I can pretty much count on my wife to do my editing, but I like to try to edit it myself before it gets to her. (Don't want her to make me feel stupid.)

Lately, I've been trying to just push as many words out as I can, but then go back once I feel done to do the editing. I seem to work best under an assembly line kind of paradigm.

[Standardized test taking tip: when marking the bubbles, make a single line through the circle. When you're about to run out of time (at least a minute left) go back through and finish filling in the bubbles. This allows you to keep your brain throttled in between each question. And take it from me, I'm a pro.]

Incidentally, LDSPublisher is doing a holiday story contest - another 500-word personal nightmare. Go submit something!
http://www.ldspublisher.blogspot.com/

3 total entries just isn't enough.

 
At 12/16/2006 12:08 AM, Blogger LDS Publisher said...

So FHL, where's your entry?? :)

 
At 12/16/2006 1:46 PM, Blogger Marsha Ward said...

My main problem is staying on task, as I'm ADHD as all get out. However, when I'm in the writing groove, I write now and edit later. Usually, I edit the whole thing at least once, maybe twice, and then send it to trusted readers for their suggestions. This time around, I sent out a raw first draft to several people, and am editing/re-writing with their comments in mind.

 
At 12/16/2006 1:53 PM, Blogger Marsha Ward said...

My main problem is staying on task, as I'm ADHD as all get out. However, when I'm in the writing groove, I write now and edit later. Usually, I edit the whole thing at least once, maybe twice, and then send it to trusted readers for their suggestions. This time around, I sent out a raw first draft to several people, and am editing/re-writing with their comments in mind.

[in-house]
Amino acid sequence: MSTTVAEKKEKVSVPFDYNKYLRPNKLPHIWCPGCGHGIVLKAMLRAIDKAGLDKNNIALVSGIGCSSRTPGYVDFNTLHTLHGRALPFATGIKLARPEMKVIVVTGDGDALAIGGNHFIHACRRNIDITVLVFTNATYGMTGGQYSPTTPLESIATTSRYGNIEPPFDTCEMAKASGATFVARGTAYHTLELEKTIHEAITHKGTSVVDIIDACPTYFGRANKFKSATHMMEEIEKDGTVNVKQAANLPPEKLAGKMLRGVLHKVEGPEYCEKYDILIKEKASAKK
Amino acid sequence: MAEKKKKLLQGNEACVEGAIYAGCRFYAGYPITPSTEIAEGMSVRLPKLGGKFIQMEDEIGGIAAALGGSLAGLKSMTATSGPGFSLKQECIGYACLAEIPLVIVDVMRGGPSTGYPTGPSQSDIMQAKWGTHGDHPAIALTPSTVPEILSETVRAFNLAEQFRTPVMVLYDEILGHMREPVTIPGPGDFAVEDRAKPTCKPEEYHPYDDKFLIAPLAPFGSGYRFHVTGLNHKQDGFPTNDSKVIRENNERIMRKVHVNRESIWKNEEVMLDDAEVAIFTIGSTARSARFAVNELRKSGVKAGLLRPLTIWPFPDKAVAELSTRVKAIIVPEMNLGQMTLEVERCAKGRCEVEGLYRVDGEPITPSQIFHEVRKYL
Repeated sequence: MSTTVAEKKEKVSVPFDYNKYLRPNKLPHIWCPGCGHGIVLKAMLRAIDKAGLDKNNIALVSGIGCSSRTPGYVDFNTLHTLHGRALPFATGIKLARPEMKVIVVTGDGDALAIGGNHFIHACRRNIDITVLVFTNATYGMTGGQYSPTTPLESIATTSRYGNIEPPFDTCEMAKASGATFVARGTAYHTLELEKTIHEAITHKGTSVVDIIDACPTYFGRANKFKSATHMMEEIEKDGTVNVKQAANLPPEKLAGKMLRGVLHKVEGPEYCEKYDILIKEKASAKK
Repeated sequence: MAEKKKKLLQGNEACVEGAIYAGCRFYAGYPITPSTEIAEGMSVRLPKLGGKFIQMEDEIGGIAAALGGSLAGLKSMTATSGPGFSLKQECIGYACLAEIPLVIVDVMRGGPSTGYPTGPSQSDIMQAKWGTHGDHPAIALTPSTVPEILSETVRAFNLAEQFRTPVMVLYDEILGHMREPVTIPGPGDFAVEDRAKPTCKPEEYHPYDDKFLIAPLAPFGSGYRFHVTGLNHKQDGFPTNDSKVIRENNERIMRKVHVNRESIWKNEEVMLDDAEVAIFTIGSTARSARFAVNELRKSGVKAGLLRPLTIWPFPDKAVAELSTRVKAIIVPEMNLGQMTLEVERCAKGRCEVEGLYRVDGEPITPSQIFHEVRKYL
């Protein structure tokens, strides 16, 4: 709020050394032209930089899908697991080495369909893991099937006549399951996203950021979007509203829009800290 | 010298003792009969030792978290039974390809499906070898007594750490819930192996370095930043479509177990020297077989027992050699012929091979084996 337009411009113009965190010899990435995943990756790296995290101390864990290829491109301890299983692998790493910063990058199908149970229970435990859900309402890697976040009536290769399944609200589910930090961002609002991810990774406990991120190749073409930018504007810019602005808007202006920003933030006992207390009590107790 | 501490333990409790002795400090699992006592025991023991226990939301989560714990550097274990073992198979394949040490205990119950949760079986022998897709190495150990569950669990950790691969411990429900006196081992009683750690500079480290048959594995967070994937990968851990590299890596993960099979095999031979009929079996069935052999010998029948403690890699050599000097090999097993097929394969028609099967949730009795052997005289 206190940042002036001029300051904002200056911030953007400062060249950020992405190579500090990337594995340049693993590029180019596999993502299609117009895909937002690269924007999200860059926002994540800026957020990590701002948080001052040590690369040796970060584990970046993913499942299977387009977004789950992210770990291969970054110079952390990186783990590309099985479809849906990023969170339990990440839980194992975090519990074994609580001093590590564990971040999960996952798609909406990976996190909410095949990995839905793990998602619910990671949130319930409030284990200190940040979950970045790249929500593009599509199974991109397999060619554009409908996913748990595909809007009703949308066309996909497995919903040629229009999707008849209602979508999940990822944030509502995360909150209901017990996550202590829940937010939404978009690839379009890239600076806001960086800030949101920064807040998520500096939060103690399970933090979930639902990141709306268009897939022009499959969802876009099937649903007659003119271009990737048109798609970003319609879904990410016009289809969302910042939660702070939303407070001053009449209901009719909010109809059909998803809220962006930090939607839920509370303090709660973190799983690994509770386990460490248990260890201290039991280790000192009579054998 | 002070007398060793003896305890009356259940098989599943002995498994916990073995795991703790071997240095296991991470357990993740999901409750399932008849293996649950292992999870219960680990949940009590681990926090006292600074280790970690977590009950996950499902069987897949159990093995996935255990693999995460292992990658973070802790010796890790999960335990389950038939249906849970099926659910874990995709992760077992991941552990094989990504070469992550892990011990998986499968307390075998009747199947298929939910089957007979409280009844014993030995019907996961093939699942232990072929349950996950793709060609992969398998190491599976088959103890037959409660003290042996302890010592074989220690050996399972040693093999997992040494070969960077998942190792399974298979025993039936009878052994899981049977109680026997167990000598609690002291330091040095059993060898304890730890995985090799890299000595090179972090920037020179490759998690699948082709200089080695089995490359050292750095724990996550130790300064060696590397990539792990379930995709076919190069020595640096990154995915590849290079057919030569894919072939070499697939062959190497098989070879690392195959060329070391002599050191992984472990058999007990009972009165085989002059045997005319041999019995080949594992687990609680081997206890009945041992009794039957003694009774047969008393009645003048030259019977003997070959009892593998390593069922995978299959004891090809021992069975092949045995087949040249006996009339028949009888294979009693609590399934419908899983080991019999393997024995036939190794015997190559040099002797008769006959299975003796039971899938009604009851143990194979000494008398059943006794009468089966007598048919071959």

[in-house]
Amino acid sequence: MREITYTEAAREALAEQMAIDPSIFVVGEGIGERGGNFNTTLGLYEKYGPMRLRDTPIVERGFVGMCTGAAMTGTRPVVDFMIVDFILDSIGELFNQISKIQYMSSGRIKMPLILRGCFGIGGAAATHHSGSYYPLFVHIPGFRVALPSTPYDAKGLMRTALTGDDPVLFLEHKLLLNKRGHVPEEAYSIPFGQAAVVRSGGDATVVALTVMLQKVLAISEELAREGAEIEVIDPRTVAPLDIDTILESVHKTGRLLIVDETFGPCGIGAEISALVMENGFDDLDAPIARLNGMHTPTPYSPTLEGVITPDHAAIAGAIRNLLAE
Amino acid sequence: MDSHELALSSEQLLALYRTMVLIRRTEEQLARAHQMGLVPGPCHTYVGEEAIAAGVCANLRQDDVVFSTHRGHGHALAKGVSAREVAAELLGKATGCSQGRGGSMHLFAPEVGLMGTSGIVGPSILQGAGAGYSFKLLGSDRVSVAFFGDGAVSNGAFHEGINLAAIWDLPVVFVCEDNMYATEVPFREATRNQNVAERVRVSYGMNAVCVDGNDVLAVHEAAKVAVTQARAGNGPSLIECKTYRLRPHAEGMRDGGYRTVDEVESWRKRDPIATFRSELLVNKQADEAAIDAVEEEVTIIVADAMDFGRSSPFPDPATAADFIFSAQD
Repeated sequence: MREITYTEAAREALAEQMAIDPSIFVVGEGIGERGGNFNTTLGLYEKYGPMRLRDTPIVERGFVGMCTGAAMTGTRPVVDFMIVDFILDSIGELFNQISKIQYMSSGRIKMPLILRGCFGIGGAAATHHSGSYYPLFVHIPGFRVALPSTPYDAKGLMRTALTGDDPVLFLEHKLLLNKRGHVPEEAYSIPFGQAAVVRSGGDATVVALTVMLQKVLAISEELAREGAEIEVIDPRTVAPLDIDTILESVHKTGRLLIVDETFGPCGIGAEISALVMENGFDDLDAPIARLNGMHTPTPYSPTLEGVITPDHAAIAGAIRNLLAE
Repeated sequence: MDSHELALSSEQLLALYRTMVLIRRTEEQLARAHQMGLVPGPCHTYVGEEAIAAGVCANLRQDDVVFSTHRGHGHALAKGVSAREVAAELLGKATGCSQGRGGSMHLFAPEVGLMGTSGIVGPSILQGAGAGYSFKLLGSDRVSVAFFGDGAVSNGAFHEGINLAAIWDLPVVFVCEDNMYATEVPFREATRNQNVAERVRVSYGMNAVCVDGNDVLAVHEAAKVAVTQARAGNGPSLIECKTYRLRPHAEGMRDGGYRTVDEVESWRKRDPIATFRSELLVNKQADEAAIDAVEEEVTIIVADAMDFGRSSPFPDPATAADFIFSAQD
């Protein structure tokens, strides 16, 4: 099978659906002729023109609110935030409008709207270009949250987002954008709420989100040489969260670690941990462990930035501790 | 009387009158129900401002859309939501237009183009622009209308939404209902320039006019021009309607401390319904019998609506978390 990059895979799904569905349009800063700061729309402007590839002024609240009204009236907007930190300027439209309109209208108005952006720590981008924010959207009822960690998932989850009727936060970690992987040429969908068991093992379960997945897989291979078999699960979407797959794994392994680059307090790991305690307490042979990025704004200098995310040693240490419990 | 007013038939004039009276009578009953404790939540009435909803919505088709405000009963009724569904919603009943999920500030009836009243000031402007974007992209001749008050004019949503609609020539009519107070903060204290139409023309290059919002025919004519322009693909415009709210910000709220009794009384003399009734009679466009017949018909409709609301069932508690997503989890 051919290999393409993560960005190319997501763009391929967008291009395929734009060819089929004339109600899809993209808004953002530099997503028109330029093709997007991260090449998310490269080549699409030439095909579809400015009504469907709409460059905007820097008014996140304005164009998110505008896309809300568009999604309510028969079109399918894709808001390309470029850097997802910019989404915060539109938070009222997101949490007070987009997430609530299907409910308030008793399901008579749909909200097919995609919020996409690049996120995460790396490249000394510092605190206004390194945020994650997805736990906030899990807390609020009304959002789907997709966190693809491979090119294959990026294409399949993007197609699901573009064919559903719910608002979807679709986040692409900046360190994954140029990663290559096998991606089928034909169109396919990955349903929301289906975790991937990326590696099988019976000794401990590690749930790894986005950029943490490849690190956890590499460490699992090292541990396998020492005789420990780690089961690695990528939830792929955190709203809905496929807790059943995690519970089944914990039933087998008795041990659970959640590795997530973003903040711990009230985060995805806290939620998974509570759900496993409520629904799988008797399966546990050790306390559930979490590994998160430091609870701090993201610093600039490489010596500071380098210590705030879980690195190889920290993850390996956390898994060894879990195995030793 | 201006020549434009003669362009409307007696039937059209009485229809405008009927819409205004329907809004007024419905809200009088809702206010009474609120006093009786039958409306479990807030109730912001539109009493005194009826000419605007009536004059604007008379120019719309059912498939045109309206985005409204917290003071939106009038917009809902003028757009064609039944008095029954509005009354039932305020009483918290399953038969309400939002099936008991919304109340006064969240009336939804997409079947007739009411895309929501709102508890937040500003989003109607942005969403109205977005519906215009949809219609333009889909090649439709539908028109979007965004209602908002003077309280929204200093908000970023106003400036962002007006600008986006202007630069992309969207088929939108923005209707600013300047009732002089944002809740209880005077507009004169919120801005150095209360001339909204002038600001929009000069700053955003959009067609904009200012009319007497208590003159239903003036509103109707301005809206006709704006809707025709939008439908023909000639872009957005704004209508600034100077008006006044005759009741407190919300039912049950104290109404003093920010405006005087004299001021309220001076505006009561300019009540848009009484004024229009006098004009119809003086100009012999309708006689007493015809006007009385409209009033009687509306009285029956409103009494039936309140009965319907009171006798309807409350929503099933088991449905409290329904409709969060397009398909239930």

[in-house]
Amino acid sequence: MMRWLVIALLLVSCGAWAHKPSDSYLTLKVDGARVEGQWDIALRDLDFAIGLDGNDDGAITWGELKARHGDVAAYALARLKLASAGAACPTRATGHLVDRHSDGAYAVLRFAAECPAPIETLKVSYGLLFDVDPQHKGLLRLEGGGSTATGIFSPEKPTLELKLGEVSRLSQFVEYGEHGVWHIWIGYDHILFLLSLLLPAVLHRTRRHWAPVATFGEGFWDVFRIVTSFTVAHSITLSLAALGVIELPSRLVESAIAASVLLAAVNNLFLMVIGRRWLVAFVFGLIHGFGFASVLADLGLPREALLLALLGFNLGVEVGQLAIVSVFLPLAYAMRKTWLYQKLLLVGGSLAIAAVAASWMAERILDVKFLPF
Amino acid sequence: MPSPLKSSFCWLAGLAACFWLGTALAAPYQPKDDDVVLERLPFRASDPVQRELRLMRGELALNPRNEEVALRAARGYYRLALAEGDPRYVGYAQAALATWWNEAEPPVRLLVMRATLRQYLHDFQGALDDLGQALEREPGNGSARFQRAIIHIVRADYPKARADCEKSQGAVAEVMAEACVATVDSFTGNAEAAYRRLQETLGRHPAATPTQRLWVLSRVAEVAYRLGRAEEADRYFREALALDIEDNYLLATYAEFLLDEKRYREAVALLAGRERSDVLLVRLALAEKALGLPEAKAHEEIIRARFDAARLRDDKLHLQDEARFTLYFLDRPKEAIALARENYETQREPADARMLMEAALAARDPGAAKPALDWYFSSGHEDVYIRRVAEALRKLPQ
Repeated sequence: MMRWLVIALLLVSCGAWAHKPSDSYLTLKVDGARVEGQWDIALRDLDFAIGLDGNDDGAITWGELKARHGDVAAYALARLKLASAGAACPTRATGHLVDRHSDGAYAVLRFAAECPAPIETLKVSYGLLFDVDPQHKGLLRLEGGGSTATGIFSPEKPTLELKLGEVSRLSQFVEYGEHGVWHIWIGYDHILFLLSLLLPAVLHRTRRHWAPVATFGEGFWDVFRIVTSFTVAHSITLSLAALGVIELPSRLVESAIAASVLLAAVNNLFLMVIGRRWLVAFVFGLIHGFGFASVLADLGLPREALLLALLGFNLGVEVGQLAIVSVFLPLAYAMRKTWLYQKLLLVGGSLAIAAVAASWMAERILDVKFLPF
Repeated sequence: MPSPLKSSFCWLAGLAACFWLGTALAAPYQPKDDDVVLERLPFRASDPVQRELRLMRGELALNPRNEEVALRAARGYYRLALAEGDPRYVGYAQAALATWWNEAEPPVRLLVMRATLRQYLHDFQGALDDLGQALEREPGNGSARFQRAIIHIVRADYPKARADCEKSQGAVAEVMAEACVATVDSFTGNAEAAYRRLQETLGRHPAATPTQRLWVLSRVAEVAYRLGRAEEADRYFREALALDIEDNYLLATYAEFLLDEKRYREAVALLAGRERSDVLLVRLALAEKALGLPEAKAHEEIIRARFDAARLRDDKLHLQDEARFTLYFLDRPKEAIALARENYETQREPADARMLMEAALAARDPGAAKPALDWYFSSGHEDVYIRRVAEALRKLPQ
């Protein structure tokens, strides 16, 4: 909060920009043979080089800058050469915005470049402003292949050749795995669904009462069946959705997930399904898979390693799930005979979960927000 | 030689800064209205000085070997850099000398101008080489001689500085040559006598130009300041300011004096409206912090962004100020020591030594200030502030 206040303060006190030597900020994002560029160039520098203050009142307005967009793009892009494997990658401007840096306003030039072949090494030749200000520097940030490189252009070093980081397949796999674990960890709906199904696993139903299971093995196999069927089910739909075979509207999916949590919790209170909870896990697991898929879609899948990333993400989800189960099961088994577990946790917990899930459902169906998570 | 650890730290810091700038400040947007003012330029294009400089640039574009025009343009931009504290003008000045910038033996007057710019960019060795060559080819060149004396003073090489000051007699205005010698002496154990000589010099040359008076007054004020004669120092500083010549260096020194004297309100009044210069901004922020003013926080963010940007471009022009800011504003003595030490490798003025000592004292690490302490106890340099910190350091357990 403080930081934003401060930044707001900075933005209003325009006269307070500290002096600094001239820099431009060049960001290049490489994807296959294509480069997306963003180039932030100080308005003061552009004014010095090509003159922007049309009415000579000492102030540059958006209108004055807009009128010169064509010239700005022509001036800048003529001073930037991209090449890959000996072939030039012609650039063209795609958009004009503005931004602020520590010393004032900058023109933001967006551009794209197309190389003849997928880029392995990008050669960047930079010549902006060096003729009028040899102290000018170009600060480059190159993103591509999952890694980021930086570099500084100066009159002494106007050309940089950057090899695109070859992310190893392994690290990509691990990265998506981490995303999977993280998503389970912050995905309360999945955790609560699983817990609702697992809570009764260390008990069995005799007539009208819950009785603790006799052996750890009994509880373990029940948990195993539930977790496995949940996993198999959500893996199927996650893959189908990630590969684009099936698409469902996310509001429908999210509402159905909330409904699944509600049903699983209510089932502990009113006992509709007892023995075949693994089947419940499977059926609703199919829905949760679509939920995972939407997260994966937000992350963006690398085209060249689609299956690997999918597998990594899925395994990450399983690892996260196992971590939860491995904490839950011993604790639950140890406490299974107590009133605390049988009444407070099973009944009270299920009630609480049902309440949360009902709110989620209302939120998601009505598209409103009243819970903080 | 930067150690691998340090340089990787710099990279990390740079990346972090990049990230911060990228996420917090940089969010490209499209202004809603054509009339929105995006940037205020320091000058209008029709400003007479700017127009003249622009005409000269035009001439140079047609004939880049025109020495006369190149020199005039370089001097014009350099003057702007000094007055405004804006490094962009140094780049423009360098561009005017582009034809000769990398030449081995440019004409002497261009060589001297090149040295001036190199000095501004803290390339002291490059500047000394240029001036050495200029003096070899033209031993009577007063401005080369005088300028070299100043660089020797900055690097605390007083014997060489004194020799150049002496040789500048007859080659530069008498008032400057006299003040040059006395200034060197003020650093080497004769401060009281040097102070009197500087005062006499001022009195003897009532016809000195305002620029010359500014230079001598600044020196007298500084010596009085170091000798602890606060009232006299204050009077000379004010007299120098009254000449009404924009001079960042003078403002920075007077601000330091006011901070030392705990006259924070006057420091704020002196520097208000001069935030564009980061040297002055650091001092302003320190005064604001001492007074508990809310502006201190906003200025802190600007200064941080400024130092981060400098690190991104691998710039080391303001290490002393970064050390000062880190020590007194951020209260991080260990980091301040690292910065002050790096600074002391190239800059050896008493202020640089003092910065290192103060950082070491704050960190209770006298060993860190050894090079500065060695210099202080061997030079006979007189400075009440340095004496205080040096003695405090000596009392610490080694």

[blogger must be busy--this is my second try to post]

 
At 12/16/2006 10:26 PM, Blogger Annette Lyon said...

Well put, Tristi. As much as we hate to edit the same thing a hundred times, if it creates that magic, it's worth it!

I edit along the way, then a second time. And then I get my critique group to bleed over it with their red pens. And then I edit again. By the time it reaches my "real" editor at my publisher, it's probably been edited a good half a dozen times. And yes, by the end, I am ready to throw it under a train just like you said.

 
At 12/17/2006 10:13 AM, Blogger Kerry Blair said...

I read that Pearl S. Buck never changed a word in a manuscript until she finished the whole thing. Oscar Wilde, on the other hand, claimed to agonize over every comma as he went along. Alas, I tend to be more like Oscar.

I don't know how many time I've heard the expression "turn off the editor while you write" but nobody has ever told me where the on/off switch is located!

 
At 12/21/2006 3:15 AM, Anonymous stacywhitman said...

It's also important to remember that once it reaches your editor, you'll still have more revisions to do. So you get it as perfect as you can, but then you have to once again be willing to see your manuscript with new eyes when revision notes come back. That is, creating the world as perfectly as possible is important, as Trist says, but it's also important to recognize that you'll have been looking at the manuscript for so long by the end of the process that your editor's second pair of eyes (or 3rd or 4th, but then I'm not counting alpha readers) will help point out places to improve that even after all that editing, you didn't see--or couldn't.

 
At 12/21/2006 9:33 AM, Blogger RobisonWells said...

Stacy! Welcome!

 

Post a Comment

<< Home